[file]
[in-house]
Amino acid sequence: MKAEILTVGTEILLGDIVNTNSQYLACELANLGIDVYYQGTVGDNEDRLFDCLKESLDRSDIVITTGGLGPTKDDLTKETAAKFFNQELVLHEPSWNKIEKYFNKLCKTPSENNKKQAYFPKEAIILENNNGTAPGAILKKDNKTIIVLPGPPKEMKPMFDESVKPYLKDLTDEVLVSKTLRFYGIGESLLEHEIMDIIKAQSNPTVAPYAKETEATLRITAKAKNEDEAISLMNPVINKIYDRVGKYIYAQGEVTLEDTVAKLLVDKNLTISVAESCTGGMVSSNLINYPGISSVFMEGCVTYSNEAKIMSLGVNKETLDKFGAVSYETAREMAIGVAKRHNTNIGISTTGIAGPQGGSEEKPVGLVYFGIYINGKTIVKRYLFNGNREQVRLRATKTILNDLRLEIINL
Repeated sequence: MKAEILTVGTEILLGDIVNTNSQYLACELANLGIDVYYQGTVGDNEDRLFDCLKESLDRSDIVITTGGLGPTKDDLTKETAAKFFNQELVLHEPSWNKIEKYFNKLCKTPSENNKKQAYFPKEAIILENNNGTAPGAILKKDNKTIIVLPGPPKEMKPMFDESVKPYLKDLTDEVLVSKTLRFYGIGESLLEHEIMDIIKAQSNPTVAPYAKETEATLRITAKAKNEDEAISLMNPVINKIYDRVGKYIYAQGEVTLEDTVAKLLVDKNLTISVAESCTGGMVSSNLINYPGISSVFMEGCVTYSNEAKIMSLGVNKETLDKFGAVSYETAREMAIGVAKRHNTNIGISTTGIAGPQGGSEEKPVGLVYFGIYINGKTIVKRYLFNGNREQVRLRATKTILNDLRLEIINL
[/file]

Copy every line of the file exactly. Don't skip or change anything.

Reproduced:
[in-house]
Amino acid sequence: MKAEILTVGTEILLGDIVNTNSQYLACELANLGIDVYYQGTVGDNEDRLFDCLKESLDRSDIVITTGGLGPTKDDLTKETAAKFFNQELVLHEPSWNKIEKYFNKLCKTPSENNKKQAYFPKEAIILENNNGTAPGAILKKDNKTIIVLPGPPKEMKPMFDESVKPYLKDLTDEVLVSKTLRFYGIGESLLEHEIMDIIKAQSNPTVAPYAKETEATLRITAKAKNEDEAISLMNPVINKIYDRVGKYIYAQGEVTLEDTVAKLLVDKNLTISVAESCTGGMVSSNLINYPGISSVFMEGCVTYSNEAKIMSLGVNKETLDKFGAVSYETAREMAIGVAKRHNTNIGISTTGIAGPQGGSEEKPVGLVYFGIYINGKTIVKRYLFNGNREQVRLRATKTILNDLRLEIINL
Repeated sequence: MKAEILTVGTEILLGDIVNTNSQYLACELANLGIDVYYQGTVGDNEDRLFDCLKESLDRSDIVITTGGLGPTKDDLTKETAAKFFNQELVLHEPSWNKIEKYFNKLCKTPSENNKKQAYFPKEAIILENNNGTAPGAILKKDNKTIIVLPGPPKEMKPMFDESVKPYLKDLTDEVLVSKTLRFYGIGESLLEHEIMDIIKAQSNPTVAPYAKETEATLRITAKAKNEDEAISLMNPVINKIYDRVGKYIYAQGEVTLEDTVAKLLVDKNLTISVAESCTGGMVSSNLINYPGISSVFMEGCVTYSNEAKIMSLGVNKETLDKFGAVSYETAREMAIGVAKRHNTNIGISTTGIAGPQGGSEEKPVGLVYFGIYINGKTIVKRYLFNGNREQVRLRATKTILNDLRLEIINL